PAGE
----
Quantum/relativity Duality (reload)

The Holy Grail of physics is to unite the theories of Relativity and
Quantum Mechanics.

Relativity is the theory of the Very Large- cosmic scale space, time, mass and energy.

Quantum Mechanics is the theory of the Very Small- subatomic
scale particle interaction, charge and spin.

There is a concept of particle/wave duality in which the framework of wave mechanics can be translated into a more
particle-like observation, and vice-versa.

Could the duality concept be applied to Quantum/Relativity?

So, systems are actually both quantum mechanical and relativistic unless you make a measurement, at which point they become very large? Start moving really fast? Shrink down really tiny?

I’m afraid I don’t quite follow you… :slight_smile:

Well…I mean, you can observe a phenomena as a particle or
as a wave, but not both simultaneously.

You can observe a position or a direction, but not both simultaneously.

I take it you cannot simultaneously observe a phenomenon as both Quantum AND Relativistic, unless you use some kind of
translational formula like Duality.

OK the particle wave duality is a little bit of a misnomer the mathematical model of quantum mechanics is described in terms of wave functions these wave function when viewed from a macroscopic level are predicted to have the properties one would associate with particles. So there is no duality there however is a difference in perceived behavior depending on scale.

The uncertainty principle is one of the cornerstones of quantum mechanics and describes one of the inherent properties of the model using this, as a comparison when comparing different models for the same system is not really valid.

The present work in this area is more closely related to the wave particle concept where by a model is developed that will behavior in a quantum manner at high energy levels but retain all of the properties of relativity (or super gravity depending on your school of physics) at low energy levels.

Well, first of all, it should be noted that relativity and quantum mechanics are not mutually exclusive. There are relativistic quantum effects. In fact, I have a book on my shelf entitled “Relativistic Quantum Theory”, which I got for free somewhere. (I’ve never opened it.)

Secondly, wave-particle duality is based on the concept that both are the same thing, in different situations. Heisenberg Uncertainty (momentum and position not being simultaneously measureable) is based on the fact that momentum and position are mathematically coupled (conjugate variables).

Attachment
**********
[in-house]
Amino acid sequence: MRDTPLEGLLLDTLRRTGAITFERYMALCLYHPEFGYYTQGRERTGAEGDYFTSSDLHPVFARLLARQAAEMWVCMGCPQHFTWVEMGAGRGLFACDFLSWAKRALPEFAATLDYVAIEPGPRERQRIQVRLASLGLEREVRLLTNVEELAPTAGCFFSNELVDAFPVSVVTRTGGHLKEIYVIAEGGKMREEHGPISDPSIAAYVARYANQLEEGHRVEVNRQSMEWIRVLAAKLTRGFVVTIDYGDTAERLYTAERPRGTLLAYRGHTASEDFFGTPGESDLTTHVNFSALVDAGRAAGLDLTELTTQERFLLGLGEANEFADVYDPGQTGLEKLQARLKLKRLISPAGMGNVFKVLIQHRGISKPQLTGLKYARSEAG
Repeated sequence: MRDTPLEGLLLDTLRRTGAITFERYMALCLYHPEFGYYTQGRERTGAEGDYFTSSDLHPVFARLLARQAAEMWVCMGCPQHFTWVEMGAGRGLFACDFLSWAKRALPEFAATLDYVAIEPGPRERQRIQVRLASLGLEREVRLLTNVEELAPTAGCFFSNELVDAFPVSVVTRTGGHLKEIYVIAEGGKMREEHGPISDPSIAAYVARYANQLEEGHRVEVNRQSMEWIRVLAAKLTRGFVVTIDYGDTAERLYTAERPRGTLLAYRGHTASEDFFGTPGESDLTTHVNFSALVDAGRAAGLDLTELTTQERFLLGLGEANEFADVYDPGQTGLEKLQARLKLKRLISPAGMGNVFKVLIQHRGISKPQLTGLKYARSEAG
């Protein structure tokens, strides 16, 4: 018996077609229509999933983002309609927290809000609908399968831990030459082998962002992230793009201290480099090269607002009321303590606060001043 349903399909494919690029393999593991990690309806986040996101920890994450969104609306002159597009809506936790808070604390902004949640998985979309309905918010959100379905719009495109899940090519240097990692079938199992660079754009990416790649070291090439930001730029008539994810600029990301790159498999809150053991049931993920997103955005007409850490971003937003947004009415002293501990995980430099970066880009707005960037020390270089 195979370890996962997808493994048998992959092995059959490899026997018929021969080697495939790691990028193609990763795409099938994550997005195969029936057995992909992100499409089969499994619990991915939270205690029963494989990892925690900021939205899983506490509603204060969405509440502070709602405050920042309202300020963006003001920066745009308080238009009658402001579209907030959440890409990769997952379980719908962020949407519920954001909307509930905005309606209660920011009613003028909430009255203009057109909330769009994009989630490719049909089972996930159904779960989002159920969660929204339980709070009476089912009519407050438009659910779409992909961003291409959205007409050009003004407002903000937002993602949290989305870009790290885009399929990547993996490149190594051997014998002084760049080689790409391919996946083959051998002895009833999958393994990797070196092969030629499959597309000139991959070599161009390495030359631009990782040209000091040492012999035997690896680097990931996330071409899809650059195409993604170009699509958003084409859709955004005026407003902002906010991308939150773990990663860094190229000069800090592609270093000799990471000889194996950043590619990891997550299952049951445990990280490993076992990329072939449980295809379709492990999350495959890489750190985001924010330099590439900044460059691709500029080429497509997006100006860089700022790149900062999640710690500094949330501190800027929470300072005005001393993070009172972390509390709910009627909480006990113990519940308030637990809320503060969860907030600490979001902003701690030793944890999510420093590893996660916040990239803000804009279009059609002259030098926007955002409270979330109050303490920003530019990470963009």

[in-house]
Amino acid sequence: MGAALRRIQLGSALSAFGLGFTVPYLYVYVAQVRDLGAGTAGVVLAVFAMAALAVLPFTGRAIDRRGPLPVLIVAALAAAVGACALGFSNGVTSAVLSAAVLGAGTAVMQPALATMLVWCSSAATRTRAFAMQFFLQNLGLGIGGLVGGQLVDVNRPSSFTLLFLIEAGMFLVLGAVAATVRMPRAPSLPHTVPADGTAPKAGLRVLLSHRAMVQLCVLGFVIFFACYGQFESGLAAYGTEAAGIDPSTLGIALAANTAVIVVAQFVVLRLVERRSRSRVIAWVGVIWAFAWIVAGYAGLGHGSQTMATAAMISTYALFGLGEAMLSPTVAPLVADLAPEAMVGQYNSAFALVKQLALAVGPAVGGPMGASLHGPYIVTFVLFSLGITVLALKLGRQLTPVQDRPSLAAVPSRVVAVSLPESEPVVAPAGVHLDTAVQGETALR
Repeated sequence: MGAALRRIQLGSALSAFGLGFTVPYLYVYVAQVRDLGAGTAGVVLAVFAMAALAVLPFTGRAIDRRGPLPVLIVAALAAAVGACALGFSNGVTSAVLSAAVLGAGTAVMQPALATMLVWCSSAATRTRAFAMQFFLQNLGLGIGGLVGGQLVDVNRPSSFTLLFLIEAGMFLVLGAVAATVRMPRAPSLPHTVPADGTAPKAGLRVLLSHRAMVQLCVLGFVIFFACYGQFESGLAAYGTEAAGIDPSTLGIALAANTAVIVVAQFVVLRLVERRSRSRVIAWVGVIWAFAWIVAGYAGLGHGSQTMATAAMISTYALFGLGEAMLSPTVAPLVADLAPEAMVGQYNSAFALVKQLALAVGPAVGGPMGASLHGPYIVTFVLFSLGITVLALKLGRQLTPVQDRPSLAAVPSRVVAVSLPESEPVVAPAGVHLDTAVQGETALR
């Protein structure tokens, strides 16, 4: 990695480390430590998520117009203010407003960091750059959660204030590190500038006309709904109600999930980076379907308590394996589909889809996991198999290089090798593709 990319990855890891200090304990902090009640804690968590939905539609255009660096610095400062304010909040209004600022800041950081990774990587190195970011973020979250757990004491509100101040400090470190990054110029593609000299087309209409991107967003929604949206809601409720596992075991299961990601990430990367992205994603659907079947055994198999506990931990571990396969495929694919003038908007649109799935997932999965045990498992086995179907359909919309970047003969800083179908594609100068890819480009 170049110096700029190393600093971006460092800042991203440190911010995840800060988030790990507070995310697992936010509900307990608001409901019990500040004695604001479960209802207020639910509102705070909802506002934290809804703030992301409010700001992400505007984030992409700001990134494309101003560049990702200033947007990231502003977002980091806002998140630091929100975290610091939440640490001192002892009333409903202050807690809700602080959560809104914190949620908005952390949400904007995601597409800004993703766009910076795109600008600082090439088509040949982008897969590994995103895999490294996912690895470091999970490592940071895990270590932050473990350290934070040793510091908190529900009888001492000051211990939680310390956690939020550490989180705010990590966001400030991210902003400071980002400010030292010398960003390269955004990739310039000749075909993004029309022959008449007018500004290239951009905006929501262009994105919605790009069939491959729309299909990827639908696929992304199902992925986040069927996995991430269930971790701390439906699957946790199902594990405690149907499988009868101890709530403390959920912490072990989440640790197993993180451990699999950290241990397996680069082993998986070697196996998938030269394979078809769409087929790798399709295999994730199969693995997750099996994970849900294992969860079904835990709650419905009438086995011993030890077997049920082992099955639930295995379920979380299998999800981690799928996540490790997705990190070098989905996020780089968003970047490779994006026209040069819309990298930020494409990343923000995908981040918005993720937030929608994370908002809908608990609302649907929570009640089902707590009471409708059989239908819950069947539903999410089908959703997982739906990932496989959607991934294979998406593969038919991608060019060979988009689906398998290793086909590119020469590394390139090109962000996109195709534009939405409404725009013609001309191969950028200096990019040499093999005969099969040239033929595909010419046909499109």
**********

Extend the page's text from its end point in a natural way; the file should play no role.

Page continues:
It’s not clear how the analogy extends to relativity and quantum mechanics, as currently formulated. For that matter, why is it assumed that these theories can be unified? My hunch is that any unified theory would be unwieldy to the point of being impractical, and we’d keep doing things the way we are now.

On rereading, I should mention that in the second paragraph “both” refers to both waves and particles, not quantum mechanics and relativity.

By that, are you meaning every particle has a wavelength? Still, for certain particles, the quantum wave function collapes, and it forms a particle. That seems like duality to me, so I guess I’d disagree that it is a misnomer. Do you have a cite for that?

Yeah, I would agree that it is not a misnomer to refer to particle/wave duality. Depending on the way a phenomenon is manipulated and observed, these wave vs. particle properties generally cannot be observed simultaneously.

But yeah, I don’t think this applies to relativity and quantum theory. I think the reality there is that 2 very different environments led to drastically different approaches to modeling. It is always important to remember that these are all just models created by people and there is no “correct” model for the universe. Some are just better than others.

So I think the fact that there are some gaps between relativity and quantum theory really comes down to the fact that we don’t have things all worked out yet. :slight_smile: I don’t see any reason why a new model couldn’t come along that encompasses both.

Actually every particle does have a wavelength–the De Broglie wavelength. In fact, between measurements a particle only exists as a wavefunction, unfortunately no one knows what a wavefunction really is.

When a measurement is made the wavefunction collapses and a particle is observed. Having said this I’m not sure what Brit is talking about.

This is what string theory is all about.

First of all, there are two different theories of relativity. The simpler one is Special Relativity (SR), which combines space and time into a single entity, and is mostly used to describe what happens when things move very fast. All of modern physics is consistent with SR. On the other hand, you also have General Relativity (GR), which contains all of SR, and also describes how mass interacts with spacetime, thus producing gravity. The current theory of GR is not consistent with the current theory of quantum mechanics, so in order to unify them, one or both will need to be changed somehow. And there must be some sort of unification: When, for instance, a black hole evaporates down to a sufficiently small mass (just how small is “sufficiently” is not known, but a good guess is around the Planck mass), something has to happen, but we don’t know yet just what that something would be.

I’m not sure that the concept of duality is a useful one here: When you’re working with quantum mechanics, you don’t care whether you’re describing waves or particles. You do all the math the same way, and then, at the end, you decide whether waves or particles will be more convenient for expressing your answer. With GR and QM, though, it’s not just a matter of description: The intervening math is completely different.